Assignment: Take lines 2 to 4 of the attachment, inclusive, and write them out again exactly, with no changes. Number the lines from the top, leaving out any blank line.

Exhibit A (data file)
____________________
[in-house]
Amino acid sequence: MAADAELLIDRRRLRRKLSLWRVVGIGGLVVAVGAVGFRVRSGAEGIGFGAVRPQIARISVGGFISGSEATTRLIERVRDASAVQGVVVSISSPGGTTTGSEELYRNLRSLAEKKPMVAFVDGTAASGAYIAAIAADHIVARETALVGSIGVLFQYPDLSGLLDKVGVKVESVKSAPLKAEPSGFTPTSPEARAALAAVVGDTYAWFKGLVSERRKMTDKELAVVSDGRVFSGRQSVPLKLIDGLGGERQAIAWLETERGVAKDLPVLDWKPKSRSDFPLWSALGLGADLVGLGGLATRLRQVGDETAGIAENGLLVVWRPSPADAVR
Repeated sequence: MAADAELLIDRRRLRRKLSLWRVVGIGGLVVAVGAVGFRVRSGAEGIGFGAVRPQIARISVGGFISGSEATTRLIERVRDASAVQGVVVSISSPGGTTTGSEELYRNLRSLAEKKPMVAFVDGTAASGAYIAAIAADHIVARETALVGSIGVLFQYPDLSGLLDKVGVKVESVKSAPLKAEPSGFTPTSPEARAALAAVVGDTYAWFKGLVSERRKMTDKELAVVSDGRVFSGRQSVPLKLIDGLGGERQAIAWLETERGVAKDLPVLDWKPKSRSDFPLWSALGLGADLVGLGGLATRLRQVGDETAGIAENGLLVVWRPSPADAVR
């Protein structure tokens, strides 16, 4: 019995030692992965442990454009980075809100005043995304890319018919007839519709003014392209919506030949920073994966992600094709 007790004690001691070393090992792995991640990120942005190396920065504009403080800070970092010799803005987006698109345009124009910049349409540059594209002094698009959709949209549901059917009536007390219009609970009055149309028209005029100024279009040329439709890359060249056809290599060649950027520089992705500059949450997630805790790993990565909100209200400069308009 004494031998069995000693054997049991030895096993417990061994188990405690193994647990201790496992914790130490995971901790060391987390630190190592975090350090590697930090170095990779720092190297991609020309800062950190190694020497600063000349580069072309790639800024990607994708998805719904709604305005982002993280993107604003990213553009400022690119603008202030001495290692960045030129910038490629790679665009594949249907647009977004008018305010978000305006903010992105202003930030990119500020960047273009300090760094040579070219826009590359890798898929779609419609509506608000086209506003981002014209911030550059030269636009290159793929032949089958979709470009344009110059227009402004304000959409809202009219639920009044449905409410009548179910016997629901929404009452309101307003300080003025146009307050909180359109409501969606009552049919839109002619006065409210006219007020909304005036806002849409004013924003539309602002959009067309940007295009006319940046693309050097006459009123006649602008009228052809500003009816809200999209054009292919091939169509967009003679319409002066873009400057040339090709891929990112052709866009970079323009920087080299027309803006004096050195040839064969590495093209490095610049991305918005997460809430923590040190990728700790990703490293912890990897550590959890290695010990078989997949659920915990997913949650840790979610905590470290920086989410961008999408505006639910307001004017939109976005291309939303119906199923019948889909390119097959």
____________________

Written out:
Amino acid sequence: MAADAELLIDRRRLRRKLSLWRVVGIGGLVVAVGAVGFRVRSGAEGIGFGAVRPQIARISVGGFISGSEATTRLIERVRDASAVQGVVVSISSPGGTTTGSEELYRNLRSLAEKKPMVAFVDGTAASGAYIAAIAADHIVARETALVGSIGVLFQYPDLSGLLDKVGVKVESVKSAPLKAEPSGFTPTSPEARAALAAVVGDTYAWFKGLVSERRKMTDKELAVVSDGRVFSGRQSVPLKLIDGLGGERQAIAWLETERGVAKDLPVLDWKPKSRSDFPLWSALGLGADLVGLGGLATRLRQVGDETAGIAENGLLVVWRPSPADAVR
Repeated sequence: MAADAELLIDRRRLRRKLSLWRVVGIGGLVVAVGAVGFRVRSGAEGIGFGAVRPQIARISVGGFISGSEATTRLIERVRDASAVQGVVVSISSPGGTTTGSEELYRNLRSLAEKKPMVAFVDGTAASGAYIAAIAADHIVARETALVGSIGVLFQYPDLSGLLDKVGVKVESVKSAPLKAEPSGFTPTSPEARAALAAVVGDTYAWFKGLVSERRKMTDKELAVVSDGRVFSGRQSVPLKLIDGLGGERQAIAWLETERGVAKDLPVLDWKPKSRSDFPLWSALGLGADLVGLGGLATRLRQVGDETAGIAENGLLVVWRPSPADAVR
């Protein structure tokens, strides 16, 4: 019995030692992965442990454009980075809100005043995304890319018919007839519709003014392209919506030949920073994966992600094709 007790004690001691070393090992792995991640990120942005190396920065504009403080800070970092010799803005987006698109345009124009910049349409540059594209002094698009959709949209549901059917009536007390219009609970009055149309028209005029100024279009040329439709890359060249056809290599060649950027520089992705500059949450997630805790790993990565909100209200400069308009 004494031998069995000693054997049991030895096993417990061994188990405690193994647990201790496992914790130490995971901790060391987390630190190592975090350090590697930090170095990779720092190297991609020309800062950190190694020497600063000349580069072309790639800024990607994708998805719904709604305005982002993280993107604003990213553009400022690119603008202030001495290692960045030129910038490629790679665009594949249907647009977004008018305010978000305006903010992105202003930030990119500020960047273009300090760094040579070219826009590359890798898929779609419609509506608000086209506003981002014209911030550059030269636009290159793929032949089958979709470009344009110059227009402004304000959409809202009219639920009044449905409410009548179910016997629901929404009452309101307003300080003025146009307050909180359109409501969606009552049919839109002619006065409210006219007020909304005036806002849409004013924003539309602002959009067309940007295009006319940046693309050097006459009123006649602008009228052809500003009816809200999209054009292919091939169509967009003679319409002066873009400057040339090709891929990112052709866009970079323009920087080299027309803006004096050195040839064969590495093209490095610049991305918005997460809430923590040190990728700790990703490293912890990897550590959890290695010990078989997949659920915990997913949650840790979610905590470290920086989410961008999408505006639910307001004017939109976005291309939303119906199923019948889909390119097959």